GOVERNMENT glossies could soon be cluttering teachers' doormats, alongside American Express and time-share mail shots and those once-in-a-lifetime offers to win a million.
The Department for Education and Employment has asked for the home addresses of all teachers to build up a database for the General Teaching Council and the profession's Pensions Agency. But one union is concerned the information could be used to send teachers DFEE "junk mail".
The National Union of Teachers has told its members not to fill in the forms and has asked the department to shred any returns and send out new forms which include safeguards for teachers.
Doug McAvoy, NUT general secretary, expressed his concern in a letter to the DFEE:"Recipients should have been assured that information provided would be held securely and would not be divulged to any other persons or organisation for any purpose.
"I request formally the depart-ment provides this union with details of its data protection registration for the holding of the database it proposed to establish."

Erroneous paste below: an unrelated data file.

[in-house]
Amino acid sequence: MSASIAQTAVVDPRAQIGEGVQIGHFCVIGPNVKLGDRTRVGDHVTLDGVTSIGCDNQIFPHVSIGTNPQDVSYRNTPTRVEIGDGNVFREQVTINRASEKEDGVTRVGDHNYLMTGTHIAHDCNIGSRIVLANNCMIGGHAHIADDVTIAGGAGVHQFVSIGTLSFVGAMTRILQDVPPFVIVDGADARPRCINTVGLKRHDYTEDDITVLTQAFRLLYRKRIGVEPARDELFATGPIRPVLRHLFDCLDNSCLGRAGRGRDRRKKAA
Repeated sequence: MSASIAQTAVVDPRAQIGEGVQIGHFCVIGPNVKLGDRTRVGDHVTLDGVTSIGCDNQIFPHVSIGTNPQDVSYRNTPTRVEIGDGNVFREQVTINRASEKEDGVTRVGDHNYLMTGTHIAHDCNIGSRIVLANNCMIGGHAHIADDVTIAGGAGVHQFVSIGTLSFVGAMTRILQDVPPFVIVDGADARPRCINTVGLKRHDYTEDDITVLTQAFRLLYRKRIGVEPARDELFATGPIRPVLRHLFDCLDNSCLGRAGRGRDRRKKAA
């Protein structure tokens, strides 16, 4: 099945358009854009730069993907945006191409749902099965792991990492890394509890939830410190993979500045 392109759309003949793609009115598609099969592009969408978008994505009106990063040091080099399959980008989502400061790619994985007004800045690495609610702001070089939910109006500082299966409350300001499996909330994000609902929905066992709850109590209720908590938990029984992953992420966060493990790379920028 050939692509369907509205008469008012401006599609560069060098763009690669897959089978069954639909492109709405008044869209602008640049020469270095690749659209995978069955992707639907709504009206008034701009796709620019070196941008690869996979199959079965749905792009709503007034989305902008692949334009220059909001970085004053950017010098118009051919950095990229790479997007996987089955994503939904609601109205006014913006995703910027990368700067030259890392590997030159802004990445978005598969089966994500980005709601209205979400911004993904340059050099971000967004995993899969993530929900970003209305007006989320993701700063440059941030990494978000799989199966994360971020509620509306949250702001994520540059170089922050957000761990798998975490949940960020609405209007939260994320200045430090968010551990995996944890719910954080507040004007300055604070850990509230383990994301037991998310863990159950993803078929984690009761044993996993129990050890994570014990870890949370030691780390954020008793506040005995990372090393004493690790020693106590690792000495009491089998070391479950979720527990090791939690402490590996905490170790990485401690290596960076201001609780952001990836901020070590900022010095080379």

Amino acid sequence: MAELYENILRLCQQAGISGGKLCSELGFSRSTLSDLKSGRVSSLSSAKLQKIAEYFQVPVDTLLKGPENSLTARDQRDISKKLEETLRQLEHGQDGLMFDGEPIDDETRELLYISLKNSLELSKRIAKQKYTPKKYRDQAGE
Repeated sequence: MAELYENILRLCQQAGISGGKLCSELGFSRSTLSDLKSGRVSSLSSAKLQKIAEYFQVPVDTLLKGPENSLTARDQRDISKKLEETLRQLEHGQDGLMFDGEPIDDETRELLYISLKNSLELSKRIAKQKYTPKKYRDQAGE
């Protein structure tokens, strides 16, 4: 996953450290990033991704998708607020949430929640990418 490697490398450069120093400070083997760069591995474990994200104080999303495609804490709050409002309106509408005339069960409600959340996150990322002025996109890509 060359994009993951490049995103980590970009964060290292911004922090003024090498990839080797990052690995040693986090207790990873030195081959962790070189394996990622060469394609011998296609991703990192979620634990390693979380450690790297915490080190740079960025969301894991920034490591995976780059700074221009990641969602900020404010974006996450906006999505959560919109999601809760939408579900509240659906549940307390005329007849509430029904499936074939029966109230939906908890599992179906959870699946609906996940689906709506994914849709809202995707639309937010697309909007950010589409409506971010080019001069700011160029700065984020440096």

Schools were told the information could be used to send teachers "literature and information about teachers or educational matters of general interest". The DFEE is to send its own magazine, Teachers, as a mail shot. Mr McAvoy said he objected to taxpayers' money being used to send government "propaganda" to teachers' homes.
John Dunford, general secretary of the Secondary Heads Association, said:
"The normal way to contact teachers should be through their workplace."
A DFEE spokeswoman said: "I am surprised a union is trying to block something that is helping teachers to do their jobs better." She said the first copy of Teachers includes an opt out clause.